As many gamers probably know by now, Sony decided to sue the hackers who “broke” the PlayStation 3 security. The team of hackers known as fail0verflow, recently released the root keys which allow for almost any application to be run on the PS3, even unmodded ones.
The effects of this “jailbreaking” are already being felt as Modern Warfare 2 is reportedly being “hacked to shreds.” You might think this is all just fun and games. After all, what harm is there in a silly “drug mode” being added to a game? In reality, this will severely hurts the PS3 by making piracy much easier and thus more rampant. Piracy, among other things, was one of the major factors for the Sega Dreamcast dying. When console manufacturers cannot curb piracy, developers don’t want to waste their time and money making games on it. Although the guys at fail0verflow did not specifically intend to break the PS3 for pirating purposes, it is an inevitable consequence. The PS3 being broken is bad news for gamers.
One hacker named George Hotz (also known as geohot) actually lives within the United States. On January 11th, he was served with papers and had his PS3 jailbreak site shut down (which has since been mirrored by University Professor and internet freedom of speech advocate David Touretzky). Releasing the PS3 root keys may not protected speech as Touretzky claims since this right does not encompass speech that causes harm to others. The common example often cited in the media is yelling “fire!” in a crowded movie theater. In this case, Sony alleges they were harmed by the release of this information.
Hotz isn’t the only one who could be held liable, however. Sony also decided to name the rest of the fail0verflow team in the lawsuit. Another member of fail0verflow, Marcan42, Tweeted that he won’t be visiting the United States any time soon implying that as long as he stays out of the country he will be safe from consequence. Not so fast.
Simply because a hacker resides in a different country does not necessarily immunize them from penalty (although it does make it much harder to pursue them). There is a legal precedent where other countries have upheld civil (as well as criminal) violations like this one as a matter of international law. Several years ago three hackers from abroad were indicted for stealing credit card information from people in the United States. The fact one lived in Ukraine and another in Estonia did not protect them.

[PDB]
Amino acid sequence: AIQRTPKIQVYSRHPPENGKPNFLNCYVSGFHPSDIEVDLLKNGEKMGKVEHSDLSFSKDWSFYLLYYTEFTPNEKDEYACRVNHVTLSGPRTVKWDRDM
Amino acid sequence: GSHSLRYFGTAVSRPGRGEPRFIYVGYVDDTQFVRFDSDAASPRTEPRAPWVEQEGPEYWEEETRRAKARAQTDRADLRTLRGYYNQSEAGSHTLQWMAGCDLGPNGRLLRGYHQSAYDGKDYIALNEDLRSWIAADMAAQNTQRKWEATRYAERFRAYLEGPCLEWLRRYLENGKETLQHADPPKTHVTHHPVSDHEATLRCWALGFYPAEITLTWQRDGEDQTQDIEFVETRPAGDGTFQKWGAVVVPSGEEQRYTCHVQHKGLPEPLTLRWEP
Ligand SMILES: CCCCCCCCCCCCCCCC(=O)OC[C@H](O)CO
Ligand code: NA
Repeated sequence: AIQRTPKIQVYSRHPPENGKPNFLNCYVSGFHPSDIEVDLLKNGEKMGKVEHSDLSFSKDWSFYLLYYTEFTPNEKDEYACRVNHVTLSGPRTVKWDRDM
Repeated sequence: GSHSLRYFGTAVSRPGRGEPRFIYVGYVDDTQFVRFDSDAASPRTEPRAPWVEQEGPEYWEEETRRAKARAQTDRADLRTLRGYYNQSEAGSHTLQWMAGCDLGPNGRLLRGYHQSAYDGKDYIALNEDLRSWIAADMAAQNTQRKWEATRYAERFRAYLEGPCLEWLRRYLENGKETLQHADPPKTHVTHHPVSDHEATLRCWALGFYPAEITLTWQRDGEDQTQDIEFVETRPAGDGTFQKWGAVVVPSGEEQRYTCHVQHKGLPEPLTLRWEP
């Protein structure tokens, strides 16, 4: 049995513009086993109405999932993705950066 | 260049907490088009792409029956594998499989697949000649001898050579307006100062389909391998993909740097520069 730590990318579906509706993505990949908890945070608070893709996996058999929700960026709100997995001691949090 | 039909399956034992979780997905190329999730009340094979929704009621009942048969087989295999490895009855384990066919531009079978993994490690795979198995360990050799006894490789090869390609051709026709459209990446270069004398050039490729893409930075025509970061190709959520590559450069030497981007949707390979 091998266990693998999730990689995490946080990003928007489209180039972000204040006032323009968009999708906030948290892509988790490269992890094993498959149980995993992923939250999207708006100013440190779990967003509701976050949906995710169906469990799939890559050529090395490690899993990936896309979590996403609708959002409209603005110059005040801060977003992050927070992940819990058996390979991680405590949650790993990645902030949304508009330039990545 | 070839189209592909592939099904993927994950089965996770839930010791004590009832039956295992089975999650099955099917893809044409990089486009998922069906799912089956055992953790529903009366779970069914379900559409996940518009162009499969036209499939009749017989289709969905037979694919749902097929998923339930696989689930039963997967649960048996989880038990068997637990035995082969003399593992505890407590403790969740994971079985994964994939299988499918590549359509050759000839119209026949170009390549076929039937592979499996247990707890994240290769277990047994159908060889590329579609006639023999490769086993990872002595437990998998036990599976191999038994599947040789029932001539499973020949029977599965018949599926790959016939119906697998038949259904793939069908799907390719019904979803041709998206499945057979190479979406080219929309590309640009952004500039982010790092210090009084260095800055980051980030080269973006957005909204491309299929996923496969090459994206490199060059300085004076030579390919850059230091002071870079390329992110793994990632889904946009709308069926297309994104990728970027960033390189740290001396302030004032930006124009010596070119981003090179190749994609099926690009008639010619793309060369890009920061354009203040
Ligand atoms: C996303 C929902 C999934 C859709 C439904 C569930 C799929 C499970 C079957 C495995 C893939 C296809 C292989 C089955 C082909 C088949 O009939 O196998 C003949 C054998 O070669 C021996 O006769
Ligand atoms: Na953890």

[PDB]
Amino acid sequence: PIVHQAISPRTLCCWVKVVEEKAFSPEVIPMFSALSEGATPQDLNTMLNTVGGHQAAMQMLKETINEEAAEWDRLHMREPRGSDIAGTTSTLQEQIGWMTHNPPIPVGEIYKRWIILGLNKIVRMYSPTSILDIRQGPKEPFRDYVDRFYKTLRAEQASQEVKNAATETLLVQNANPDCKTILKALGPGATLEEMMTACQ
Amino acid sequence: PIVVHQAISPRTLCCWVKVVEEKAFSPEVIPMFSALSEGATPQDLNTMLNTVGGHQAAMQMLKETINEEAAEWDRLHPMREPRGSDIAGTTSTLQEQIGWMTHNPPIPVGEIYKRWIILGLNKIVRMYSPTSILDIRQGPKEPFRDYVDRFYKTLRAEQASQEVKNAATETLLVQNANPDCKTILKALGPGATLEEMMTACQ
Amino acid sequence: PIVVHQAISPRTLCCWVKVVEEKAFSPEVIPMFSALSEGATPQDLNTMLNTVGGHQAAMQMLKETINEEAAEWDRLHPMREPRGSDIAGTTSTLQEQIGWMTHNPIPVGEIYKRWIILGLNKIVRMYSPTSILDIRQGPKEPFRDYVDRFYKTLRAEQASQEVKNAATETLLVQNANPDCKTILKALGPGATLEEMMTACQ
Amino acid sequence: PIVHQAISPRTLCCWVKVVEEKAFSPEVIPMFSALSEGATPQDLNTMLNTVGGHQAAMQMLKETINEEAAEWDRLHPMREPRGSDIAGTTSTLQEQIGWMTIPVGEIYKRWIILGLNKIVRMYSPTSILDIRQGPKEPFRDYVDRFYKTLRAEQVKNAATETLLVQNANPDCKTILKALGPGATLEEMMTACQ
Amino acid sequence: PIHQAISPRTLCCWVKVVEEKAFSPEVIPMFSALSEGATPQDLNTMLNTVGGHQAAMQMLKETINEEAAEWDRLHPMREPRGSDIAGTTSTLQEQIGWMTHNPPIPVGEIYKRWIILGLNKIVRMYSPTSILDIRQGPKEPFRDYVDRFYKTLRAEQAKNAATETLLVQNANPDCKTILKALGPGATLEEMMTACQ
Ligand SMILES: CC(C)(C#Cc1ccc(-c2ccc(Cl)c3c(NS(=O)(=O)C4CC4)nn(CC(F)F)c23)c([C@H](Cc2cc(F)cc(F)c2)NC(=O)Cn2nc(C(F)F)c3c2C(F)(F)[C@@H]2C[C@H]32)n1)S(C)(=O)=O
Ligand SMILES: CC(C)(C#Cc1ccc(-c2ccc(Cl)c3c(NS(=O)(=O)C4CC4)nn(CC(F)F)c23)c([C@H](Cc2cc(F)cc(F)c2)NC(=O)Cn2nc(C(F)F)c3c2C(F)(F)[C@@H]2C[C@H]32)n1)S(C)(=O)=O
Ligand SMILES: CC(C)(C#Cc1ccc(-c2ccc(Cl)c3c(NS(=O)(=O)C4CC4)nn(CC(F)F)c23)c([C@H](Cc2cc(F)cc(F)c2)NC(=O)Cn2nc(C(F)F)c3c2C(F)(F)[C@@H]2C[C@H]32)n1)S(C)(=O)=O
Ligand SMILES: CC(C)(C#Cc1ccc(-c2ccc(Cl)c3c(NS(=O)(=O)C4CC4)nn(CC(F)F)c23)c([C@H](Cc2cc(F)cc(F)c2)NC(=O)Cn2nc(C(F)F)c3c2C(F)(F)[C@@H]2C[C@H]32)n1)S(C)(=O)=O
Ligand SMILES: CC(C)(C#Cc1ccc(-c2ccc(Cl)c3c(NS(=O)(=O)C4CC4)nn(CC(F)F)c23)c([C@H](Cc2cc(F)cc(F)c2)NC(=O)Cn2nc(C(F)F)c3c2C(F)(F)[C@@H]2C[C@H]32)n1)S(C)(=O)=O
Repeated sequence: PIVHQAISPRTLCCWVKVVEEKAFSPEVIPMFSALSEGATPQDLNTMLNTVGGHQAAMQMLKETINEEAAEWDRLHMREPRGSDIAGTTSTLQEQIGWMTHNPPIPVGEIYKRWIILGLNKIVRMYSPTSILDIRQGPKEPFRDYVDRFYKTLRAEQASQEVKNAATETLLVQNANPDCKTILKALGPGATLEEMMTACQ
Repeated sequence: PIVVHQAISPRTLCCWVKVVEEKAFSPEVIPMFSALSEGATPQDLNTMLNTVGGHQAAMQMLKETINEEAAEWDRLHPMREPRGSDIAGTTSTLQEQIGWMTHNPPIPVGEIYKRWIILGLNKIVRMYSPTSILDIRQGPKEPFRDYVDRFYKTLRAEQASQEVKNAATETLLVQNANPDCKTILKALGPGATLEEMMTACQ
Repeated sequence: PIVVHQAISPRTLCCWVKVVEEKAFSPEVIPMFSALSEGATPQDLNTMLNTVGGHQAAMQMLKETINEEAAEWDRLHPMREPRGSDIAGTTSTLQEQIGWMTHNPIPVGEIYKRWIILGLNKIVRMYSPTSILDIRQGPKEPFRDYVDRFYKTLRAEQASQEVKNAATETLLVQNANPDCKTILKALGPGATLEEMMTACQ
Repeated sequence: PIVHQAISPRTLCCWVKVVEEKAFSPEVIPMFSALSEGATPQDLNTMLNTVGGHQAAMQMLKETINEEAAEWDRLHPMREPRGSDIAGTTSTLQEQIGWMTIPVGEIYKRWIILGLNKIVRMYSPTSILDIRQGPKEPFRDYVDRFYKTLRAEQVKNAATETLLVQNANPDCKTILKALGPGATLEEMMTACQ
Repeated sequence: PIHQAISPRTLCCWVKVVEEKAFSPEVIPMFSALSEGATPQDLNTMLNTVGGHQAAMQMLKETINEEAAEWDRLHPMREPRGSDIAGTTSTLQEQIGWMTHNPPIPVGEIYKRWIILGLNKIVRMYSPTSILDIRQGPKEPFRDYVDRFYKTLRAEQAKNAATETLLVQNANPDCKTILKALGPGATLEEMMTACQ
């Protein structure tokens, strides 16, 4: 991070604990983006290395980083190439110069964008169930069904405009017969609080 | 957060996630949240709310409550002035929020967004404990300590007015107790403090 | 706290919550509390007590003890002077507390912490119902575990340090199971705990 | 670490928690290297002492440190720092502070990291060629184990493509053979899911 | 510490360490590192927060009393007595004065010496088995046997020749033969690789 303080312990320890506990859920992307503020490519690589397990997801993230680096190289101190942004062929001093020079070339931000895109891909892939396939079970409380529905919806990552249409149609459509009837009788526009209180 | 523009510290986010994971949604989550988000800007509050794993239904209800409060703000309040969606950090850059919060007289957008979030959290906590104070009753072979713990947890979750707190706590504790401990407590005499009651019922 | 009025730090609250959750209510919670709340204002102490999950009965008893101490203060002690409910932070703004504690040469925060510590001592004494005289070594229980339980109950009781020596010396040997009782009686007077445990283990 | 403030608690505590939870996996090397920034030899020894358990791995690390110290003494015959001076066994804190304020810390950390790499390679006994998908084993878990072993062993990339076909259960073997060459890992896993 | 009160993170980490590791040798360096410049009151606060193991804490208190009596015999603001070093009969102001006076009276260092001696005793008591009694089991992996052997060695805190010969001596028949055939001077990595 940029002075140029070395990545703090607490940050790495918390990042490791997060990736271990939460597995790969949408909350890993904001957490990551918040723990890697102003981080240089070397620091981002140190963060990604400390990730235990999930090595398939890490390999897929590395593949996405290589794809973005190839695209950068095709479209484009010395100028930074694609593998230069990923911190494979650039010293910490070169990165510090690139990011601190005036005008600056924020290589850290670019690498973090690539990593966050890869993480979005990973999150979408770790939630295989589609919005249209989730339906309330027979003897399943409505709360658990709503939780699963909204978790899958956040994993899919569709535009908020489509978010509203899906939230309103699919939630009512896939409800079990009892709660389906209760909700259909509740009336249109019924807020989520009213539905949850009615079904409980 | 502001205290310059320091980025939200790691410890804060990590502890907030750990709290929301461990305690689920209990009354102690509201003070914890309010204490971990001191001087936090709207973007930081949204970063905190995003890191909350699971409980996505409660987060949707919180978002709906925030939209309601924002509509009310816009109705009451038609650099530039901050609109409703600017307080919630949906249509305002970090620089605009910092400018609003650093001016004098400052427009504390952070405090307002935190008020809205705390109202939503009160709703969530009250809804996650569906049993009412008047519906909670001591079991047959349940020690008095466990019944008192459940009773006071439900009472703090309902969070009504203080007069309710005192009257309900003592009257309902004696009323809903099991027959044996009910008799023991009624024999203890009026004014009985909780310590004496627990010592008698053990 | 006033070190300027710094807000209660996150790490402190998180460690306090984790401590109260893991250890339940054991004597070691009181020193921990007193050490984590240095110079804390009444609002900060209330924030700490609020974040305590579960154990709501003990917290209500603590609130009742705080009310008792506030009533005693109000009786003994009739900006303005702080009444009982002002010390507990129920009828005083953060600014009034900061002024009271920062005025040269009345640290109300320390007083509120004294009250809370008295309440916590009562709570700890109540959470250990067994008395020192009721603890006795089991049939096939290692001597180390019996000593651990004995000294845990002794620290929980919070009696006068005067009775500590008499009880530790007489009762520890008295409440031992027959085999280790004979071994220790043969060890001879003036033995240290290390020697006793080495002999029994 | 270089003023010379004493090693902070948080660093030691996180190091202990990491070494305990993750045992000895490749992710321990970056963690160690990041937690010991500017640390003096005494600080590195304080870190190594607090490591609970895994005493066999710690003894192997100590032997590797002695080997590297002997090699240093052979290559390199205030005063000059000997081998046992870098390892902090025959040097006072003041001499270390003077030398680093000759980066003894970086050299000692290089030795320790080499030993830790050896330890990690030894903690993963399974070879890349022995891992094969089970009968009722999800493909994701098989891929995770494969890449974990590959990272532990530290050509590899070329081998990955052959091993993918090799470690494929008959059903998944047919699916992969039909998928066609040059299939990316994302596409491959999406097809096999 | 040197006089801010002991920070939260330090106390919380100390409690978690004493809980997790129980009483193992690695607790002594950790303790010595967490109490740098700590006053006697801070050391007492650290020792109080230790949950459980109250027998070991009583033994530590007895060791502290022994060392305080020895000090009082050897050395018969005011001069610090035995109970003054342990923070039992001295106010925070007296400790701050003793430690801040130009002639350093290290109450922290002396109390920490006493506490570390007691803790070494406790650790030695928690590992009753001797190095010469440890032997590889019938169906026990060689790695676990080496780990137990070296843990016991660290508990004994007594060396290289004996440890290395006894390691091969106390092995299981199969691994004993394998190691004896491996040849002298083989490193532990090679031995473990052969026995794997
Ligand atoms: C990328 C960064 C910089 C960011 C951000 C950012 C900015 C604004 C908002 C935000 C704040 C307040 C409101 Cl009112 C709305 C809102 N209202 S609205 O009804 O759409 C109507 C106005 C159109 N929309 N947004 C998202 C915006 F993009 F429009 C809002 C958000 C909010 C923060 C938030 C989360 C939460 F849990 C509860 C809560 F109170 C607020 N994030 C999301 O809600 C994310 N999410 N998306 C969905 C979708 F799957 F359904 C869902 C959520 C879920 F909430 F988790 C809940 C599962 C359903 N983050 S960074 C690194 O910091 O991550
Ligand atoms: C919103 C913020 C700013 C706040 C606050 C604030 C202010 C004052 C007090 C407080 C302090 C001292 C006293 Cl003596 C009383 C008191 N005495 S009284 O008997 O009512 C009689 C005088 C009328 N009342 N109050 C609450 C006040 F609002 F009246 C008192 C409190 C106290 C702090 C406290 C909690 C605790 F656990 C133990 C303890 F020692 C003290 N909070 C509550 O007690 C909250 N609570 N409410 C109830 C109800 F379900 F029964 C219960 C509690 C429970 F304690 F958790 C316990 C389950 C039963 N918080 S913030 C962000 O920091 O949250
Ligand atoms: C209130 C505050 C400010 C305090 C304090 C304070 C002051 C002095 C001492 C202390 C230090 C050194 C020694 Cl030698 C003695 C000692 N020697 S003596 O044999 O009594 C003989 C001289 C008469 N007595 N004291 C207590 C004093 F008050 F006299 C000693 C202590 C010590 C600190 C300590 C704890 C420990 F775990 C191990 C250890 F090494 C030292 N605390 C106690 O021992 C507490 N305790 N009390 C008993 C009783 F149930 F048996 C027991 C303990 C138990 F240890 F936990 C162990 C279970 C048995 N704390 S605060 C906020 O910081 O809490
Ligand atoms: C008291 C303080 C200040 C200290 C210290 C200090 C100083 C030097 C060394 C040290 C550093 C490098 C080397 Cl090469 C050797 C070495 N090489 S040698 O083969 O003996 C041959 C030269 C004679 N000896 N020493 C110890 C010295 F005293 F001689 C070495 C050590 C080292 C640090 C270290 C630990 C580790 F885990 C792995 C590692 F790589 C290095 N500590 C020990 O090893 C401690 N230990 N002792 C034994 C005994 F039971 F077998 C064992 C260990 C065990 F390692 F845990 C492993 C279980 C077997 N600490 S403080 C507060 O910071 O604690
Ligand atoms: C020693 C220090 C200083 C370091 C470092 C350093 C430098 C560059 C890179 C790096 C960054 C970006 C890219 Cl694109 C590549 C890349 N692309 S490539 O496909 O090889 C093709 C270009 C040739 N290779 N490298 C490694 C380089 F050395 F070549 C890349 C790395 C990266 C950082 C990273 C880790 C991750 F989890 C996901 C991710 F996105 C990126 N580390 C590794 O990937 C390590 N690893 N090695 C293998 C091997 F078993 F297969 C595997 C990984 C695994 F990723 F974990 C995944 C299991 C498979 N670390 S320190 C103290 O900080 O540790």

The globalization of the internet age means that Sony has not just suffered damages in the United States but worldwide. Fail0verflow might be underestimating the long arm of the law. If other members of fail0verflow are brought to trial in different countries, it may actually work against them if their country does not provide the level of freedom of speech protection that the United States does thus making such a defense impossible.
While it is true that small companies would probably be powerless in a situation like this, it should be considered that Sony is a giant global corporation. Let’s not forget that Sony has a 35.9 BILLION dollar market cap. They clearly have the financial means of pursuing someone overseas. The question here is whether or not they have the legal means to do so. Sony probably has a team of the best lawyers advising them so the very fact other members of fail0verflow were even named in the lawsuit should be a sign that Sony thinks they will be able to go after them.
It will definitely be interesting to see the outcome of this situation. If Sony is successful then it could redefine what we currently think of as hardware ownership rights. If fail0verflow comes out on top, however, this could also redefine ownership rights and show that people can do whatever they want with the electronics that they rightfully own. Which side do you hope wins this legal battle? Leave a comment below with your thoughts.